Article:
Axillary Sentinel Lymph Node Biopsy

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  • Lesions clinically less than stage T2, clinically negative nodes, and no metastases
  • Consider for stage T3 lesions, locally advanced tumors, or multicentric cancers.
  • Use cautiously in patients with significant disturbance of the breast.
  • Consider using SLNB alone for aggressive lesions.
  • Previous SLNB
  • Existing axillary scar
  • Previous radiation (relative contraindication)
  • Palpable or matted nodes
  • Inflammatory breast cancer
  • Scalpel
  • Electrocautery
  • S retractors
  • Appendiceal retractors
  • Long fine tonsils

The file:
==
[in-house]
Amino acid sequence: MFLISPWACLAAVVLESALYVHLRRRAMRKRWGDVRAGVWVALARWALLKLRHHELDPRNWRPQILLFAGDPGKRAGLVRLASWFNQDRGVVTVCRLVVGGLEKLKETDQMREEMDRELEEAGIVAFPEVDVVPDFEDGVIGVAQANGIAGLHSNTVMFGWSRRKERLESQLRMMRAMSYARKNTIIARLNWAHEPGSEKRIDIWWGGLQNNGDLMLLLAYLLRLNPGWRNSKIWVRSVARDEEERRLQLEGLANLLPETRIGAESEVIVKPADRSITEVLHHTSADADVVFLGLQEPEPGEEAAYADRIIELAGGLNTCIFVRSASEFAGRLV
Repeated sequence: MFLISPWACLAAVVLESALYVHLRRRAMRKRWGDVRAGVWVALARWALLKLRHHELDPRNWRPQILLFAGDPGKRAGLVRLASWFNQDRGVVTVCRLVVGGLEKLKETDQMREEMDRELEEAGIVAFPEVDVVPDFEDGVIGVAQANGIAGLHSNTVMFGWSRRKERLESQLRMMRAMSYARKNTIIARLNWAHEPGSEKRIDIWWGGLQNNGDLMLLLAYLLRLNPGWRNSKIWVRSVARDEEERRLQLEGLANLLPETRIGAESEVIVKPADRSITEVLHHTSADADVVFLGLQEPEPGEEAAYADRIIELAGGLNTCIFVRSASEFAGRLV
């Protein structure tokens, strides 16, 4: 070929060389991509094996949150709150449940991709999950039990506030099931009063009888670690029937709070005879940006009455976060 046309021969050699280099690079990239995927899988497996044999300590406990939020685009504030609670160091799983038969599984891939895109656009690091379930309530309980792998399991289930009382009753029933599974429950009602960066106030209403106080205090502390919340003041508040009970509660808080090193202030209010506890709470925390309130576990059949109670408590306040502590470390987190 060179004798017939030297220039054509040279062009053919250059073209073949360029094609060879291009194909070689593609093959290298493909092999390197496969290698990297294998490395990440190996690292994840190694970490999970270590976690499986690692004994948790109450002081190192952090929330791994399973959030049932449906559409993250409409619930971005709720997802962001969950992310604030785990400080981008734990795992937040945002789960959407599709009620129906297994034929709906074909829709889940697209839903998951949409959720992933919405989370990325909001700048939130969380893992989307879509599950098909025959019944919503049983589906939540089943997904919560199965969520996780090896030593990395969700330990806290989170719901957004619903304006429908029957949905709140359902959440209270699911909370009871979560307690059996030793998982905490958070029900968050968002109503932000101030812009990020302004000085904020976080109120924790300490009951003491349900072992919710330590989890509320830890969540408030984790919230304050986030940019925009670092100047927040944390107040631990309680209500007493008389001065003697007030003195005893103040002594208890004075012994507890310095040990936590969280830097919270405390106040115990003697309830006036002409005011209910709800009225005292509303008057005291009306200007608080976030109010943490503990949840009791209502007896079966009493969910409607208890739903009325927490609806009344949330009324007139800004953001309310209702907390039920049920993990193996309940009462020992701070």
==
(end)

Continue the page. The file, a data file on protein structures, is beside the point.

• Long sponge sticks
  • Babcock clamps
  • 19F Blake drain
  • 3.0 nonabsorbable suture
  • 4.0 Vicryl running stitch

Structures to consider with axillary sentinel lymph node biopsy are shown above.

Sample excerpt does not include step-by-step text instructions for performing this procedure
The full content of this section includes:
  • Step-by-step text instructions for performing the procedure
  • Clinical pearls providing practical clinical tips from medical experts
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  • Links to medical evidence and related procedures

  • Caution the patient against significant arm movement.
  • As soon as the wound is healed, mobilize the patient's arm to regain range of motion.
  • Blue dye reaction
  • Oxygen desaturation occurs
  • A blue or hot sentinel lymph node cannot be identified in a patient with invasive cancer.
  • Inability to localize an sentinel lymph node in the axilla (requires axillary node dissection)
  • Postsurgical hemorrhage
  • Sensory deficit
  • Nerve damage
  • Frozen shoulder
  • Lymphocele
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